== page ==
Survey data found that better diagnosis and treatment methods are needed among patients with chronic cough in Japan due to the prevalent nature of the condition.
A web-based survey used to identify the prevalence estimate and characteristics of patients with chronic cough and subacute cough in Japan provides new information about an otherwise poorly studied population, reported BMJ Open Respiratory Research.
Previous research estimated that the prevalence of cough in Japan is 10.2% and that 23.2% of the cough population experienced chronic cough. The same research reported that more than 60% of patients with cough reported that they did not see a physician for their condition.
The current study sought to supplement previous research regarding prevalence and characteristics of patients with chronic cough. Data were used to compare characteristics and cough severity among patients with chronic cough who reported low satisfaction rates with treatment effectiveness and summarize causes and treatment use among patients with chronic cough.
Data regarding chronic cough status and cough-specific characteristics and experience were gleaned from an observational, cross-sectional online 2019 Japan National Health and Wellness Survey and a supplemental chronic cough survey. The study population consisted of 378 patients with subacute cough who self-reported having cough for 3—8 weeks and 568 patients with chronic cough who self-reported having cough for more than 8 weeks during any period in the past 12 months.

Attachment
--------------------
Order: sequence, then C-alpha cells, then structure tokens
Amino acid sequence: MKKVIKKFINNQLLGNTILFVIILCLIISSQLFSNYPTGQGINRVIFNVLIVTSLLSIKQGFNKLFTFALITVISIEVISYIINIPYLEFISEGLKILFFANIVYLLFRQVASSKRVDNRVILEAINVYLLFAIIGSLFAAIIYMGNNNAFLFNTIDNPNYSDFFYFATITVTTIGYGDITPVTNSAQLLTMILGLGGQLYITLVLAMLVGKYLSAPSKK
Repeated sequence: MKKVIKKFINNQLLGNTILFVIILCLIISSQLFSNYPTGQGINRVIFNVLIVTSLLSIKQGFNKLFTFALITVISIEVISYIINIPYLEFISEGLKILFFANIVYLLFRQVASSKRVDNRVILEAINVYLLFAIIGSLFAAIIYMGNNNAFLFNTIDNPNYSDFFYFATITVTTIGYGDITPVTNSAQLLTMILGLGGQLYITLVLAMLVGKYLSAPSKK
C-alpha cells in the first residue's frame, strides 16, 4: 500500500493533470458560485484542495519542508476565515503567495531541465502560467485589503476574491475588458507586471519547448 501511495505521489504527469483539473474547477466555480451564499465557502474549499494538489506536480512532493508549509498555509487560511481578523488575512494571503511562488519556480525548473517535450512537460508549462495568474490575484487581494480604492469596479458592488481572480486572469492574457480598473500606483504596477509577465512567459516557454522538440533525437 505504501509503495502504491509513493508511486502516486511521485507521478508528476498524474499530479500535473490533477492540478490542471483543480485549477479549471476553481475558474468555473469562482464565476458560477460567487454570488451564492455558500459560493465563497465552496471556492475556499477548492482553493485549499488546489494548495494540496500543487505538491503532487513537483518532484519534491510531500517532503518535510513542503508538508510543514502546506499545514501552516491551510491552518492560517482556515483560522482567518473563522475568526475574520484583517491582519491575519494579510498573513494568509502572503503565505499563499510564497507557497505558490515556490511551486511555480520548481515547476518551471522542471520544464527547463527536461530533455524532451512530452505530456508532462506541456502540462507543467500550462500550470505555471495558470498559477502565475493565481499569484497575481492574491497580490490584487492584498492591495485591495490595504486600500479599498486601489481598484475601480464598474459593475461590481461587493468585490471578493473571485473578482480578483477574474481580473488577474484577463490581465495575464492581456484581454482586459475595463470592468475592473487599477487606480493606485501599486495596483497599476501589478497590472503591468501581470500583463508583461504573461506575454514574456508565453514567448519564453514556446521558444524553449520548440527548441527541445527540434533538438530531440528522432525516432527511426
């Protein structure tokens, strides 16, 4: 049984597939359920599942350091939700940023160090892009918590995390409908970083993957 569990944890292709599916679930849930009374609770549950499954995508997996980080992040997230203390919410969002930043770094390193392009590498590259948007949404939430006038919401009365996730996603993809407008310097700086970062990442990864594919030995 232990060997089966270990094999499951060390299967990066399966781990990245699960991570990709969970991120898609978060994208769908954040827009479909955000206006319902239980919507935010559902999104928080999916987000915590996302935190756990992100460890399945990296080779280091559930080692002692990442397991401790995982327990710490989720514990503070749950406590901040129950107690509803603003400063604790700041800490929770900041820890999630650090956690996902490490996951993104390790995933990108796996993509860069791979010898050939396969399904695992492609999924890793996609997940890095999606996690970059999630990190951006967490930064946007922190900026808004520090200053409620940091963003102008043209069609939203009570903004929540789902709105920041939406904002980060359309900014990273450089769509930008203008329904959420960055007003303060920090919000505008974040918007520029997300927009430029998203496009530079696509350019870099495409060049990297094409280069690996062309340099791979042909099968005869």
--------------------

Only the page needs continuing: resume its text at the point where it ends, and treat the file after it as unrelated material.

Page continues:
The study data suggests that an unmet need for better diagnosis and treatments for chronic cough exists and should be mitigated, as cough is the most common reason for outpatient clinic and hospital visits in Japan. Mitigation strategies are especially critical for those who reported low satisfaction rates in treatment effectiveness and experienced worse cough severity.
Tobe K, Kubo T, Okuyama K, et al. Web-based survey to evaluate the prevalence of chronic and subacute cough and patient characteristics in Japan. BMJ Open Respir Res. 2021;8(1):e000832. doi:10.1136/bmjresp-2020-000832